The white-stone Kebir-Jami Mosque amazes with its splendid strictness and reckons among the most notable architectural monuments, built in Crimean Khanate times, that survived on the peninsula. Built in the early 16th century, it has a title of the oldest building in Simferopol and still remains the main spiritual center for Muslims, living in Crimea.
Temple's walls, made from shelly stone, were constantly whitewashed and it made the building look neatly white. Due to this peculiarity, Kebir-Jami was nick-named Ak-Mosque (Tatar for White Mosque). In honor of respected temple, the same name - Ak-Mosque - was given to the medieval town, modern Simferopol's predecessor. Kalga's (the second man in the state who was busy with Crimean Khanate's military affairs) residence was located here.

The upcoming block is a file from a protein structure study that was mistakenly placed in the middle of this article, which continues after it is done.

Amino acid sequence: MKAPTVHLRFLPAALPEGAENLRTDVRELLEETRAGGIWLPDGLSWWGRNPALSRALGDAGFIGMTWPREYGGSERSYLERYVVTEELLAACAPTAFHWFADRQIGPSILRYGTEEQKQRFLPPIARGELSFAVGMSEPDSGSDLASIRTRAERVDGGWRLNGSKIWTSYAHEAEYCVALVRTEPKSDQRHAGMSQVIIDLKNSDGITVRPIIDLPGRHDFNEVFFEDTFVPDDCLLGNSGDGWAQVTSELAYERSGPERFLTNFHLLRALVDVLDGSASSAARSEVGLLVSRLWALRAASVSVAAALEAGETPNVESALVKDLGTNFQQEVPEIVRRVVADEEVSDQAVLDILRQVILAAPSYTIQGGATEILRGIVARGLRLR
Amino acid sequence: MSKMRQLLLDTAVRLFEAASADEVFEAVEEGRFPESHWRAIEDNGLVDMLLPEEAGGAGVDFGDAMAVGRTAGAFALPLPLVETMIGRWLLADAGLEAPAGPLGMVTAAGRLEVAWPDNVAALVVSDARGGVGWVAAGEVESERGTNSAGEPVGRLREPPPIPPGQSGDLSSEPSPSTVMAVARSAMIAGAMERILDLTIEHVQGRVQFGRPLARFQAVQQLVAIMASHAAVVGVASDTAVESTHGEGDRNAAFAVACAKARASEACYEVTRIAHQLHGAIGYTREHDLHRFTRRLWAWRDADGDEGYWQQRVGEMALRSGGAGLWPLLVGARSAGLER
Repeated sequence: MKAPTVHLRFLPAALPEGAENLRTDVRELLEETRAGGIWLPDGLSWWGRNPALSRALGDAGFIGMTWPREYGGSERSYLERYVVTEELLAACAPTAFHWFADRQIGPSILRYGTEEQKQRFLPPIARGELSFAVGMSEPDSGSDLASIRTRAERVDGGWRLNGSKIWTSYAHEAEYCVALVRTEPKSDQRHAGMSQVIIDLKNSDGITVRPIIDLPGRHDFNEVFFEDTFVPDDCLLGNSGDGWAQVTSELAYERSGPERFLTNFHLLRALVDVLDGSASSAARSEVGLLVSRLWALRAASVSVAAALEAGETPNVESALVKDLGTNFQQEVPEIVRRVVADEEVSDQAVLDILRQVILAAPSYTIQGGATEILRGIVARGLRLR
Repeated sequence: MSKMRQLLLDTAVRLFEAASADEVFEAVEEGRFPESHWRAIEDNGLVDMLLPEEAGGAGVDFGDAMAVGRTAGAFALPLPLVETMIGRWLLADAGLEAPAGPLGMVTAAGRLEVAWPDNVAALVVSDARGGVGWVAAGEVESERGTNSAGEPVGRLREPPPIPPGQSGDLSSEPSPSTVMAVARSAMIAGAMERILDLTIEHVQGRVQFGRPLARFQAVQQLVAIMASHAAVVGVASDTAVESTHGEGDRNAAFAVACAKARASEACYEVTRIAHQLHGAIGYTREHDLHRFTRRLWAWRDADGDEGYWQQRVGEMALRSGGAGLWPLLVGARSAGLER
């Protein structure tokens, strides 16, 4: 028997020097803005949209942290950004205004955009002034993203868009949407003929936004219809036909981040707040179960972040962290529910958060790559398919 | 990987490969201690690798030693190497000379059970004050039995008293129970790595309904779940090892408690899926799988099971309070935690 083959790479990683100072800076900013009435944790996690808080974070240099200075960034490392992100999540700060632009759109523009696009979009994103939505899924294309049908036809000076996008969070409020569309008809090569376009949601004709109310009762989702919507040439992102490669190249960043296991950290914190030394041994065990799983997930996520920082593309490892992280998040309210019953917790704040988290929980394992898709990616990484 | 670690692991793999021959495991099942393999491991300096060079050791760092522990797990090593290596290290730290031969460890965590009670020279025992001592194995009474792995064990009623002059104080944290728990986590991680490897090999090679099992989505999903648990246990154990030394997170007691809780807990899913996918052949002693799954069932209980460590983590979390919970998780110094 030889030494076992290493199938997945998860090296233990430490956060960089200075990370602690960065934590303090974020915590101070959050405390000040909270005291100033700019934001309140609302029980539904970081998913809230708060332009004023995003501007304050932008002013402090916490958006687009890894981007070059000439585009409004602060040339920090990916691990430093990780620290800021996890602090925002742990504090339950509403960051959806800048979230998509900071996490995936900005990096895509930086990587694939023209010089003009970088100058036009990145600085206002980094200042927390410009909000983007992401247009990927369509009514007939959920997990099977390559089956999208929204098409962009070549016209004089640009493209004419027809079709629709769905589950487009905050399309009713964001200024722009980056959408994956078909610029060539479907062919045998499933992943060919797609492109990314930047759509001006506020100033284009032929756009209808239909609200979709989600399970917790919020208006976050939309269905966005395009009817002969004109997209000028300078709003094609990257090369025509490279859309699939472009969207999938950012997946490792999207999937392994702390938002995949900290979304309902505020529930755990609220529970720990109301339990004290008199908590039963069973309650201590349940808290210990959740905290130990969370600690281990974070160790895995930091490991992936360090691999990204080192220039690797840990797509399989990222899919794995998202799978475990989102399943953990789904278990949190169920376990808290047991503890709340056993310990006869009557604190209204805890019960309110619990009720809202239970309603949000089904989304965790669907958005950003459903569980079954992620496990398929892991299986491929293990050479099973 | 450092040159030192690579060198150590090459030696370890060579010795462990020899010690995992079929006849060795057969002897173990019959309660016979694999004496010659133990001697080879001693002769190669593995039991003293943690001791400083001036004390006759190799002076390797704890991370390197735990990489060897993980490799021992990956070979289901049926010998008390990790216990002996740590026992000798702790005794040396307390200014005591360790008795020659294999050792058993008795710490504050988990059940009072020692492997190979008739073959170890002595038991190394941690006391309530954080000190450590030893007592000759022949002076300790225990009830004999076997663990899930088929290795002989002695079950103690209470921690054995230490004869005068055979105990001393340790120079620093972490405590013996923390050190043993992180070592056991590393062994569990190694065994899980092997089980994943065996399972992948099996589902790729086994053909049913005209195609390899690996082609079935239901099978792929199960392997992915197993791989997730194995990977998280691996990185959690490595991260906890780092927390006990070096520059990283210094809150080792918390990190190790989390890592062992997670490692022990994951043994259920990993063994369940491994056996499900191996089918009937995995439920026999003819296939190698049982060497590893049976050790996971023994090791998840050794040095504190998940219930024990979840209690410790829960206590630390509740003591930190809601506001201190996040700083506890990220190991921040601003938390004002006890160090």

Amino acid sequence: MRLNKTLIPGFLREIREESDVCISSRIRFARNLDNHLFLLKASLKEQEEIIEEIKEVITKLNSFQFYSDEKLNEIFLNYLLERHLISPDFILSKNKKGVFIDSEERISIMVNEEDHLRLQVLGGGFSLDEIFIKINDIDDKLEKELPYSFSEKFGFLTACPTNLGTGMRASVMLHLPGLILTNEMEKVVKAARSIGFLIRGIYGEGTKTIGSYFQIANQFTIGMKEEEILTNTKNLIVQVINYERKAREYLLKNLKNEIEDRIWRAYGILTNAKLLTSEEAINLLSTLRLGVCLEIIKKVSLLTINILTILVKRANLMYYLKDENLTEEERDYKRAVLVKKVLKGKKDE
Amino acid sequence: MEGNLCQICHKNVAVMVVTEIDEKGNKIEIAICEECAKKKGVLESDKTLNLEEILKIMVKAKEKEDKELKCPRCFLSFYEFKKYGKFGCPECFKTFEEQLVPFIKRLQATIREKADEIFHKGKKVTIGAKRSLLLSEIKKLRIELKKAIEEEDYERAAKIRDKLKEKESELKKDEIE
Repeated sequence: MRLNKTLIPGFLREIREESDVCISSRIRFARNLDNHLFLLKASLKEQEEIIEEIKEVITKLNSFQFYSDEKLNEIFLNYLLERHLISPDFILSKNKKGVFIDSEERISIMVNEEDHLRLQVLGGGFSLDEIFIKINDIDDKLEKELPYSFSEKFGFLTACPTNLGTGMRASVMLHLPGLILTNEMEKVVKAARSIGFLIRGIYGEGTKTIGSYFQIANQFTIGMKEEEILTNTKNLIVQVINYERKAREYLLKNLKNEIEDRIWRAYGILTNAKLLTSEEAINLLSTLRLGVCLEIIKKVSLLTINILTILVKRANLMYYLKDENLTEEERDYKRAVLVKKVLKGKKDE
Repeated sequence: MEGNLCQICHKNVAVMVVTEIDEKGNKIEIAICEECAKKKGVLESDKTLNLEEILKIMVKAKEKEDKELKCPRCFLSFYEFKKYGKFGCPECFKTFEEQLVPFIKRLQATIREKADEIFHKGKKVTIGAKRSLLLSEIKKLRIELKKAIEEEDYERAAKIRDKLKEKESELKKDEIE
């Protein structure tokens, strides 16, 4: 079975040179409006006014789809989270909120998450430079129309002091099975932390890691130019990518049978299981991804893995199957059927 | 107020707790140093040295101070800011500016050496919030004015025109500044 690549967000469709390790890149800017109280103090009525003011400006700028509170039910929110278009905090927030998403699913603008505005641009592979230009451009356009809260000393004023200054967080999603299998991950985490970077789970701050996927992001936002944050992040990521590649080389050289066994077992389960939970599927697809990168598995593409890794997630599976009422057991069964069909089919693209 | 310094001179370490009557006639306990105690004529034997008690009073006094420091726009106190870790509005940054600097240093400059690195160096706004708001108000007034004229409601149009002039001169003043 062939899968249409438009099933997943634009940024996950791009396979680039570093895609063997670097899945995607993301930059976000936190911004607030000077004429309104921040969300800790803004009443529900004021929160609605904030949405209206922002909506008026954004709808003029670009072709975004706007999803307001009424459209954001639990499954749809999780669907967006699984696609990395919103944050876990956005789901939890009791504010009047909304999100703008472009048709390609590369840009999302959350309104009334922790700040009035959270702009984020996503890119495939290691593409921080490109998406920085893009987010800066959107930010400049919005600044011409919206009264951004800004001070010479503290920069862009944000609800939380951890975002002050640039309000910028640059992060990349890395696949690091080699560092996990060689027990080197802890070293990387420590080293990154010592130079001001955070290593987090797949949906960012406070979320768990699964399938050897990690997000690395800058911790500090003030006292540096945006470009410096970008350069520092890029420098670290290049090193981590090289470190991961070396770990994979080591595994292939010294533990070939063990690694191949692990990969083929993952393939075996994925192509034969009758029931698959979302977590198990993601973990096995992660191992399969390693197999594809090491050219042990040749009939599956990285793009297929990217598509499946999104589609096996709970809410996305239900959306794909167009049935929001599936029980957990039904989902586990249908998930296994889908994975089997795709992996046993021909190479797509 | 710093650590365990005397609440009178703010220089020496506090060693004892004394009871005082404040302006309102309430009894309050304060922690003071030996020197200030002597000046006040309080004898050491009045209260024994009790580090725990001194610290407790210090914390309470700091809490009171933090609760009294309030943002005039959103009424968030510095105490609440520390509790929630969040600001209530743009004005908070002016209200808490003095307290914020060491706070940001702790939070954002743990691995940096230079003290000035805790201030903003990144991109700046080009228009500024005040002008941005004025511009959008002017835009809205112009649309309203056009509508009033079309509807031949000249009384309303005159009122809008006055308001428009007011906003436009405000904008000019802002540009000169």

Orderly Kebir-Jami building looked majestic against the background of medieval town's mostly low buildings. Its imposing forms and soaring nearby minaret were a sort of landmark for local residents. Temple's facades had no lush decorations and were somewhat enlivened only by windows. Architect designed them in two variants: bottom level had rectangular window openings, and top level had round ones.
Having survived numerous wars and fires, Kebir-Jami was repeatedly reconstructed later on and lost its historical look. The greatest damage was caused during Soviet times, when the temple was closed. Only in the 90s, when Crimean Tatars began returning on the peninsula, the mosque was reconstructed. Appearance and interiors were restored and approximated to original ones as much as possible.
Today the Kebir-Jami Mosque is an important center of Muslims' religious life, and at the same time, it is open for tourist visits.